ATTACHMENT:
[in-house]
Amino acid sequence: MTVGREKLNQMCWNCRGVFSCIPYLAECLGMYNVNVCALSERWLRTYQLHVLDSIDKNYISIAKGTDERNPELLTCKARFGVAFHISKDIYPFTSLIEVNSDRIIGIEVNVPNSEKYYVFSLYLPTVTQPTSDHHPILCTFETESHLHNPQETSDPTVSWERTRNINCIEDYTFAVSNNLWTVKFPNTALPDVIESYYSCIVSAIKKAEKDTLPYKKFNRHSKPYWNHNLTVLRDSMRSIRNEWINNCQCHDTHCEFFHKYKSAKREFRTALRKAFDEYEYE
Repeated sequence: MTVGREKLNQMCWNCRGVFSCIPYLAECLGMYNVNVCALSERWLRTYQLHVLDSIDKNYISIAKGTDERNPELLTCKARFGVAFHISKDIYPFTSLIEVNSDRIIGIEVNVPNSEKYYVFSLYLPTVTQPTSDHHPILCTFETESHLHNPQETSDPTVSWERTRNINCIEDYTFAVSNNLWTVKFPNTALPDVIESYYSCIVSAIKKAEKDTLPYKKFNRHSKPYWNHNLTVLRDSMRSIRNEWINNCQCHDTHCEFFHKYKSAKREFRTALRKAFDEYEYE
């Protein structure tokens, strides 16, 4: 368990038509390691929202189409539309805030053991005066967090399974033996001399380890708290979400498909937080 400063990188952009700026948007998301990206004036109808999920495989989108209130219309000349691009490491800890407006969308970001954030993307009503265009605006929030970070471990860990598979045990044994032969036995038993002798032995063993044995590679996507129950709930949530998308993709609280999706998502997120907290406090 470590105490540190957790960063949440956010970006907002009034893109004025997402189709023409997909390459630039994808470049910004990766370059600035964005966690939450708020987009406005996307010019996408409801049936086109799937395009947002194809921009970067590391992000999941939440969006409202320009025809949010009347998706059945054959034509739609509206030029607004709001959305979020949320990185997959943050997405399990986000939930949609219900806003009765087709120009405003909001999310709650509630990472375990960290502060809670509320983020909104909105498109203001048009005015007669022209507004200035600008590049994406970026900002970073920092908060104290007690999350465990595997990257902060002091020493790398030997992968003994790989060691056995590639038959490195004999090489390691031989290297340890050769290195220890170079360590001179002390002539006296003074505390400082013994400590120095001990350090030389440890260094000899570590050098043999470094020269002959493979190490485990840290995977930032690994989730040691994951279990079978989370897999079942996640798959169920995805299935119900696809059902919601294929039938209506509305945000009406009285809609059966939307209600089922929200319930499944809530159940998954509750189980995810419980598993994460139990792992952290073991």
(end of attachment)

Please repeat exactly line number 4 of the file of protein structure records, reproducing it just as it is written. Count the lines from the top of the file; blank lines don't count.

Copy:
């Protein structure tokens, strides 16, 4: 368990038509390691929202189409539309805030053991005066967090399974033996001399380890708290979400498909937080 400063990188952009700026948007998301990206004036109808999920495989989108209130219309000349691009490491800890407006969308970001954030993307009503265009605006929030970070471990860990598979045990044994032969036995038993002798032995063993044995590679996507129950709930949530998308993709609280999706998502997120907290406090 470590105490540190957790960063949440956010970006907002009034893109004025997402189709023409997909390459630039994808470049910004990766370059600035964005966690939450708020987009406005996307010019996408409801049936086109799937395009947002194809921009970067590391992000999941939440969006409202320009025809949010009347998706059945054959034509739609509206030029607004709001959305979020949320990185997959943050997405399990986000939930949609219900806003009765087709120009405003909001999310709650509630990472375990960290502060809670509320983020909104909105498109203001048009005015007669022209507004200035600008590049994406970026900002970073920092908060104290007690999350465990595997990257902060002091020493790398030997992968003994790989060691056995590639038959490195004999090489390691031989290297340890050769290195220890170079360590001179002390002539006296003074505390400082013994400590120095001990350090030389440890260094000899570590050098043999470094020269002959493979190490485990840290995977930032690994989730040691994951279990079978989370897999079942996640798959169920995805299935119900696809059902919601294929039938209506509305945000009406009285809609059966939307209600089922929200319930499944809530159940998954509750189980995810419980598993994460139990792992952290073991």